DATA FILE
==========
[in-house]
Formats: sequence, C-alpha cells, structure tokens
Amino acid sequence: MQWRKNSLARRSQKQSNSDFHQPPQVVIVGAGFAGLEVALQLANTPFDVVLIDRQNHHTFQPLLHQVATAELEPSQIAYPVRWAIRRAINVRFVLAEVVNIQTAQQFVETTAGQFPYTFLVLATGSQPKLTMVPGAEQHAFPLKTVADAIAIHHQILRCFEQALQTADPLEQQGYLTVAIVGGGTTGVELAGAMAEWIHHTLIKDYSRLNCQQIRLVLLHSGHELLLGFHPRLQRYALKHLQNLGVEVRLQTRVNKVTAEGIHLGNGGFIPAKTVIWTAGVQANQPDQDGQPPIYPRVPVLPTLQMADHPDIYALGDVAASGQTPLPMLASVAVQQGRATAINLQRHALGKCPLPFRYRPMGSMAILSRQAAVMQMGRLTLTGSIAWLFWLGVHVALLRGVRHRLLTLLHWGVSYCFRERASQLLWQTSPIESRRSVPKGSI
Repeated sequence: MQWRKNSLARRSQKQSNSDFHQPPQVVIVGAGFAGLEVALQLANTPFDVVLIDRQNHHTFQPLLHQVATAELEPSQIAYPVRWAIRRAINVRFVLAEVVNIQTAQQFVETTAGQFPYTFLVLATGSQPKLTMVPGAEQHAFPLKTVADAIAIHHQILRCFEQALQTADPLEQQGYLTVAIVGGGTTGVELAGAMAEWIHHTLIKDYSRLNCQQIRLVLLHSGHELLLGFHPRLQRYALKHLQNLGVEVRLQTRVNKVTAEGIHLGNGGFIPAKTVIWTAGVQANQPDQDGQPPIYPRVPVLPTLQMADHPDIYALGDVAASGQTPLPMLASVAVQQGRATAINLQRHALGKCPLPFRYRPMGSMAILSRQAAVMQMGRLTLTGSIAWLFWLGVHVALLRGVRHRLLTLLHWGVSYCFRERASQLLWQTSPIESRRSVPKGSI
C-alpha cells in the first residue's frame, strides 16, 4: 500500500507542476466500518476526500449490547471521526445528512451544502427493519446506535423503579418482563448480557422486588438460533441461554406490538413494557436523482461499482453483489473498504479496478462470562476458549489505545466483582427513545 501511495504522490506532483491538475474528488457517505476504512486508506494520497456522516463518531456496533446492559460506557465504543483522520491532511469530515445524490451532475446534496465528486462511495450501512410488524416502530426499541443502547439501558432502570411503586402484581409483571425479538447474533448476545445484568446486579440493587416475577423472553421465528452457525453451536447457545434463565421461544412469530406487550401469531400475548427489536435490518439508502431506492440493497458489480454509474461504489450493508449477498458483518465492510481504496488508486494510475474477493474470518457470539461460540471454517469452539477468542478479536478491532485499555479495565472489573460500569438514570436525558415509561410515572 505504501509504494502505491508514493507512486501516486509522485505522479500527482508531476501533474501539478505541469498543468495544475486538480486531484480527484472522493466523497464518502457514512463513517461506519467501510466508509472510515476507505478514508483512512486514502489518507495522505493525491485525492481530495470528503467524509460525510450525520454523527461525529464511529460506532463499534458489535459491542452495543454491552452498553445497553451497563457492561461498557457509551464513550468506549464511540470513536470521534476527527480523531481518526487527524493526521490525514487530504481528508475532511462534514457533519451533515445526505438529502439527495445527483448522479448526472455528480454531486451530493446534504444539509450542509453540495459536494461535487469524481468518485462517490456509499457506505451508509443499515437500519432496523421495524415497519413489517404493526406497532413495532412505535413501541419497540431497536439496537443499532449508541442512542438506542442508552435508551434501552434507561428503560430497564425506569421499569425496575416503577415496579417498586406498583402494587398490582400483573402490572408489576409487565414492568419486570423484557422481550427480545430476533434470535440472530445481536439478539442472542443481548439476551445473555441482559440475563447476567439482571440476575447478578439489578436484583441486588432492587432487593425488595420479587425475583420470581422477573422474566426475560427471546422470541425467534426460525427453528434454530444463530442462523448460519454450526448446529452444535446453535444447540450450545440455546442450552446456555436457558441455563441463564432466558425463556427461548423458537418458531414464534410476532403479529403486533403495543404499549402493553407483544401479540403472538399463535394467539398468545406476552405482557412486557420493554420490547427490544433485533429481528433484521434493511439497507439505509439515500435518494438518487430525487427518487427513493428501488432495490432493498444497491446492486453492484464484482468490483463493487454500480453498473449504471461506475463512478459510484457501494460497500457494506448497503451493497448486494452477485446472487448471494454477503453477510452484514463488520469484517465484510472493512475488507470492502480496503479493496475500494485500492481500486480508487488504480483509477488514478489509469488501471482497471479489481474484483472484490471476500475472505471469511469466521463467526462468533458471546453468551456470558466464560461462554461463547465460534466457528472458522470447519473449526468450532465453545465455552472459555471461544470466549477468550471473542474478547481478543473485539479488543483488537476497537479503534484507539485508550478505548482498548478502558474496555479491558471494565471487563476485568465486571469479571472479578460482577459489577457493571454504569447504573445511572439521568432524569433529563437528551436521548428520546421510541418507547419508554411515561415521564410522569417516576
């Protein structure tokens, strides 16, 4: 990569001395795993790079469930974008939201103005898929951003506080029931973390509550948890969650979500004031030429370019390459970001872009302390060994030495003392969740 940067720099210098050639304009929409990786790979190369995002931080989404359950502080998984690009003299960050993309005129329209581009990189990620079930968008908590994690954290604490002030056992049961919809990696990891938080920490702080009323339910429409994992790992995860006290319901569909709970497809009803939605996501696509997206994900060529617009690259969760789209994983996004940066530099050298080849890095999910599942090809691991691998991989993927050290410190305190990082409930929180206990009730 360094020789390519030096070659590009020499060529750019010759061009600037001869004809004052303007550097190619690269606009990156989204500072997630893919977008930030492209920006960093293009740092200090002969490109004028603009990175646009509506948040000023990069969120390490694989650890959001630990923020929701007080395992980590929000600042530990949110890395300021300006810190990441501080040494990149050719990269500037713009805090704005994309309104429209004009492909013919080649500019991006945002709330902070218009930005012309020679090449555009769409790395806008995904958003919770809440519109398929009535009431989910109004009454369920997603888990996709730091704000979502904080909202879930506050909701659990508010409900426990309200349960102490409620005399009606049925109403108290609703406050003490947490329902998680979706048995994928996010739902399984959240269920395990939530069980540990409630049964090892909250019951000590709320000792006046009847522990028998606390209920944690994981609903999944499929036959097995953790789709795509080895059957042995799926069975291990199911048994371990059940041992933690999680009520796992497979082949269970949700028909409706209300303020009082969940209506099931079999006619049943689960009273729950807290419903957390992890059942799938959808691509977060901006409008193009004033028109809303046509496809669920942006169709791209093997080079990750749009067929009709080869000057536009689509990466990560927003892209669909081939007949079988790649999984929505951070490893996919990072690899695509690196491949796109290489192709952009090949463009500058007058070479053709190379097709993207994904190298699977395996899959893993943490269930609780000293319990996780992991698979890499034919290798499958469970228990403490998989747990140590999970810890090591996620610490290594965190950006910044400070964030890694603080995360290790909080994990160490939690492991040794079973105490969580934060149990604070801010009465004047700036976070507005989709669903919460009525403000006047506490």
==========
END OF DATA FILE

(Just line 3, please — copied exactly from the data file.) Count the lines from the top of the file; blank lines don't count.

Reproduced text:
Amino acid sequence: MQWRKNSLARRSQKQSNSDFHQPPQVVIVGAGFAGLEVALQLANTPFDVVLIDRQNHHTFQPLLHQVATAELEPSQIAYPVRWAIRRAINVRFVLAEVVNIQTAQQFVETTAGQFPYTFLVLATGSQPKLTMVPGAEQHAFPLKTVADAIAIHHQILRCFEQALQTADPLEQQGYLTVAIVGGGTTGVELAGAMAEWIHHTLIKDYSRLNCQQIRLVLLHSGHELLLGFHPRLQRYALKHLQNLGVEVRLQTRVNKVTAEGIHLGNGGFIPAKTVIWTAGVQANQPDQDGQPPIYPRVPVLPTLQMADHPDIYALGDVAASGQTPLPMLASVAVQQGRATAINLQRHALGKCPLPFRYRPMGSMAILSRQAAVMQMGRLTLTGSIAWLFWLGVHVALLRGVRHRLLTLLHWGVSYCFRERASQLLWQTSPIESRRSVPKGSI